- Museum number
Painting of Vaisravana, Guardian of the North, shown crossing the waters, floating on purple clouds. In one hand, a golden halberd; in the other, a purple cloud supporting a stupa with a seated Buddha inside. Flames come out of his shoulders. His retinue includes Śrī Devi, his sister, holding a golden dish of flowers, the sage Vasu and one of Vaisravana's sons. Garuḍa flies above. Ink and colour on silk.
- Production date
Height: 37.60 centimetres
Width: 26.60 centimetres
- Curator's comments
From Whitfield 1983:
This painting, on a small scale, is one of the most highly finished among all the paintings from Dunhuang and has been preserved together with a substantial part of its original mount of yellow and purple silk, extending for 8.5 cm above the painting and for 11.5 cm below. With Pl. 15 and another painting in the Musee Guimet, it represents a type otherwise only known through titles such as “The Heavenly King on the March” in records such as the catalogue of Emperor Huizong’s collection, Xuanhe huapu (A.D. 1120). Essentially the composition is intended to show Vaisravana patrolling his domain with heavenly troops; unlike the preceding plate, there is no building to represent a city, but otherwise the setting is similar.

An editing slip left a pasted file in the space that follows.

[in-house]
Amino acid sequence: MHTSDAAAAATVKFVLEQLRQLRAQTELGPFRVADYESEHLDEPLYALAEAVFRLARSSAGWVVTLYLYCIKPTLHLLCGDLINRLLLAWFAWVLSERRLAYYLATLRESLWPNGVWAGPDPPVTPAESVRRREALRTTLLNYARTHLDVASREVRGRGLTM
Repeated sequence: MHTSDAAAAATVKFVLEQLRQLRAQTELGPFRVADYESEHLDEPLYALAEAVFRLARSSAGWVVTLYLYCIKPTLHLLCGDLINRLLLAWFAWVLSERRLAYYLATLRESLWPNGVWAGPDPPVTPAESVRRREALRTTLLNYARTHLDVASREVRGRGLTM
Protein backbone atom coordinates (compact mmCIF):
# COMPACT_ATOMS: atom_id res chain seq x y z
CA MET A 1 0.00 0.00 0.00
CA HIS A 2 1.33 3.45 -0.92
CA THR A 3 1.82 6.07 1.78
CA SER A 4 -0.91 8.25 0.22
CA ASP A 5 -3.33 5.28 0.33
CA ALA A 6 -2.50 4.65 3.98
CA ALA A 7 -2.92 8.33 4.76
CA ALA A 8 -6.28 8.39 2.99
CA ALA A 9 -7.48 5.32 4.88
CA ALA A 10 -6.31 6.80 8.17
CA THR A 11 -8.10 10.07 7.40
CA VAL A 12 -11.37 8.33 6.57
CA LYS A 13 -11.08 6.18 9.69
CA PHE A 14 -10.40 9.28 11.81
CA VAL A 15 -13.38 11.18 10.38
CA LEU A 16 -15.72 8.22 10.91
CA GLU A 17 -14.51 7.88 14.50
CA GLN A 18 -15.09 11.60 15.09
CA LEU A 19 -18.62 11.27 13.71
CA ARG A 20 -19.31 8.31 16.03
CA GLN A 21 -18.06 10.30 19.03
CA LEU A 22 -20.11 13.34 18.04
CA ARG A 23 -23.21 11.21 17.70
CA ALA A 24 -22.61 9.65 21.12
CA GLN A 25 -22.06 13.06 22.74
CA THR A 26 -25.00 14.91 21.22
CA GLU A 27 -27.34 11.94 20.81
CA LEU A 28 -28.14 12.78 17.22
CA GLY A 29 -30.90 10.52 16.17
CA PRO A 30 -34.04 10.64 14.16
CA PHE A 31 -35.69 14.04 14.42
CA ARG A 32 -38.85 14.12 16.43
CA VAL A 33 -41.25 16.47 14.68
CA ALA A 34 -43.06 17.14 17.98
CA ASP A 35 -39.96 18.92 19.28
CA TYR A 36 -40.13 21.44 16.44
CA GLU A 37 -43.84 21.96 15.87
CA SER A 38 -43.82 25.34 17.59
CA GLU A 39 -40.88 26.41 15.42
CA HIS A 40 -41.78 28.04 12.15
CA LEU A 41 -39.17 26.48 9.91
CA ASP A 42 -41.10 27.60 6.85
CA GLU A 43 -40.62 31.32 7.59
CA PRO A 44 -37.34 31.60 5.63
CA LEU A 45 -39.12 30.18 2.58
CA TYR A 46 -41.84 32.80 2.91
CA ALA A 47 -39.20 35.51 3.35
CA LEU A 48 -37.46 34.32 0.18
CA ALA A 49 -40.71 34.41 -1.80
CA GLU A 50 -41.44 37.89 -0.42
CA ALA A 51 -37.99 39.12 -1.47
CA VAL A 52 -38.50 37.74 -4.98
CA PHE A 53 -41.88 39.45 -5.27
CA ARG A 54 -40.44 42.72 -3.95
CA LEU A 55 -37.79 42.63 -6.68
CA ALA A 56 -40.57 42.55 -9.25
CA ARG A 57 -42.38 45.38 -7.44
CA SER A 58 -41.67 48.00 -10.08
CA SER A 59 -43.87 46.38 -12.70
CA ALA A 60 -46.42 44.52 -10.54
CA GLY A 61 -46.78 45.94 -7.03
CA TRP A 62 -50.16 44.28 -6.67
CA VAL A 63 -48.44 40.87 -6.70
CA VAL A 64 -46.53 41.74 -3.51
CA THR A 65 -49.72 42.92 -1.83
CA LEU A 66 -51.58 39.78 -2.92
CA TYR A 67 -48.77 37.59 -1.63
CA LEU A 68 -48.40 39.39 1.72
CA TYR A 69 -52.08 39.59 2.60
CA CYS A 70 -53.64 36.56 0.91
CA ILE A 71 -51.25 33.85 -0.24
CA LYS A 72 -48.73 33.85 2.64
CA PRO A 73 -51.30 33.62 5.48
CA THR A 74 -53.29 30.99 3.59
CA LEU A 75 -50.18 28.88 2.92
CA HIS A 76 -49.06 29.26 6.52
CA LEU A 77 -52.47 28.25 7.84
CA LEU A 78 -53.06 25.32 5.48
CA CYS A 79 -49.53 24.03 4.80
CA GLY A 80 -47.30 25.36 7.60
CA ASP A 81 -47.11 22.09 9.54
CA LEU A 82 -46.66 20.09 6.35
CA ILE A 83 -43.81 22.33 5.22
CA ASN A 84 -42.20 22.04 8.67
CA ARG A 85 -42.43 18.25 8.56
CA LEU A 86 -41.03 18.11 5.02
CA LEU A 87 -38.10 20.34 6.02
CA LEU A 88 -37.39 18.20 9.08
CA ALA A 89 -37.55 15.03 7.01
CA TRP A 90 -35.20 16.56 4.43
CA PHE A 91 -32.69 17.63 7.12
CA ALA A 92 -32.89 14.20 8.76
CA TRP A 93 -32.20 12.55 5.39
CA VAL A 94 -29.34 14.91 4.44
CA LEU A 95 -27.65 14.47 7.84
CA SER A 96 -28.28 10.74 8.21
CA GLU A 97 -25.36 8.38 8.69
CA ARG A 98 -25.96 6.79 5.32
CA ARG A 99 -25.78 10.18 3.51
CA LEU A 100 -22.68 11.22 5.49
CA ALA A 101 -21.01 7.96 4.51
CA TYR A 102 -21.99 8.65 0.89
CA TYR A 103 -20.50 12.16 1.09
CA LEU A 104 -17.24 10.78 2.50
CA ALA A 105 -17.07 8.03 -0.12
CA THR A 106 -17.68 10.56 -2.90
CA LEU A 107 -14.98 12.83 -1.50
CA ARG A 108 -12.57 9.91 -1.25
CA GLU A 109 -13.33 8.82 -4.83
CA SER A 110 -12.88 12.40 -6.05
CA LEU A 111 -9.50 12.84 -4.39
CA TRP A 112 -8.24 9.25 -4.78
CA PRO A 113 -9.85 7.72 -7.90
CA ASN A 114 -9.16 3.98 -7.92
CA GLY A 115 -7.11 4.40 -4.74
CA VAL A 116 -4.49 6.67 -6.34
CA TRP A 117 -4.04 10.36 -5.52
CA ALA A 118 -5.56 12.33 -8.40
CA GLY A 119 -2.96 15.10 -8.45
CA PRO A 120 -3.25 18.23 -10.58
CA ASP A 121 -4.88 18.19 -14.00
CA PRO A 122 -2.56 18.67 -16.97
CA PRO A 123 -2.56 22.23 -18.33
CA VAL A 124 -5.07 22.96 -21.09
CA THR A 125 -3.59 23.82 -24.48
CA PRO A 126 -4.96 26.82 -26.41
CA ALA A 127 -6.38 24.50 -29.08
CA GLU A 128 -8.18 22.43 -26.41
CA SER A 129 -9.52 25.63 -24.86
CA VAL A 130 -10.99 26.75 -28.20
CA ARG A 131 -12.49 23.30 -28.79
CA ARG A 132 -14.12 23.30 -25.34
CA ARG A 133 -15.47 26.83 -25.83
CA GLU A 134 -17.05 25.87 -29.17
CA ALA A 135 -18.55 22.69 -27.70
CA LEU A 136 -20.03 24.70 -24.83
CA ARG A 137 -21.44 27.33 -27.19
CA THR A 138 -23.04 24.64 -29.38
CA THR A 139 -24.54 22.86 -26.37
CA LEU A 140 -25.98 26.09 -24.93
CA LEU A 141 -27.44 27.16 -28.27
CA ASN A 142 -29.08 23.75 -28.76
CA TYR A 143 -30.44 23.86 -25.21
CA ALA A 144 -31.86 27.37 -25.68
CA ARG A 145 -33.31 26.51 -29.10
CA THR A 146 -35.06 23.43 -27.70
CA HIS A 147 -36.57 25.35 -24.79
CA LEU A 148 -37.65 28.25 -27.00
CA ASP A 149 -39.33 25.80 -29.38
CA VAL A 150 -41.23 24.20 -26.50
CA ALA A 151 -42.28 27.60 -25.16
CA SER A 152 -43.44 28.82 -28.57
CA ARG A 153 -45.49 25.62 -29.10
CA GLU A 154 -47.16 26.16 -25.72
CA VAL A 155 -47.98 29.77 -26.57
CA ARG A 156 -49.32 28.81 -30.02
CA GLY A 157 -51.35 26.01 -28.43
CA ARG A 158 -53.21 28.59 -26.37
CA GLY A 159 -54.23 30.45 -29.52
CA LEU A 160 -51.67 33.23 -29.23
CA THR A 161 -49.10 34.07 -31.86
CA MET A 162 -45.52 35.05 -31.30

Vaisravana and his retinue are seen supported on a purple cloud, advancing across a sea of waves, bordered in the far distance by a range of mountains (Pl. 16-5). In this procession Vaisravana himself is the dominant figure, almost twice the size of his attendants. In his right hand he carries a golden halberd, in his left a purple cloud supporting a stupa, inside which there appears to be a seated Buddha. These attributes are immediately suggestive of his role as chief of the protectors of the Buddhist Law. Vivid plumes of flame, blown by the wind, issue from his shoulders. These, attested in the texts, correspond to the stiff crescents of flame seen in single standing figures of Vaisravana, as in Vol. 1, Fig. 109 (see the extensive discussion by Eiichi Matsumoto in Tonkoga no kenkyu, part 3, chapter 9). White ribbons flutter upwards on either side of the richly decorated crown (Pl. 16-2).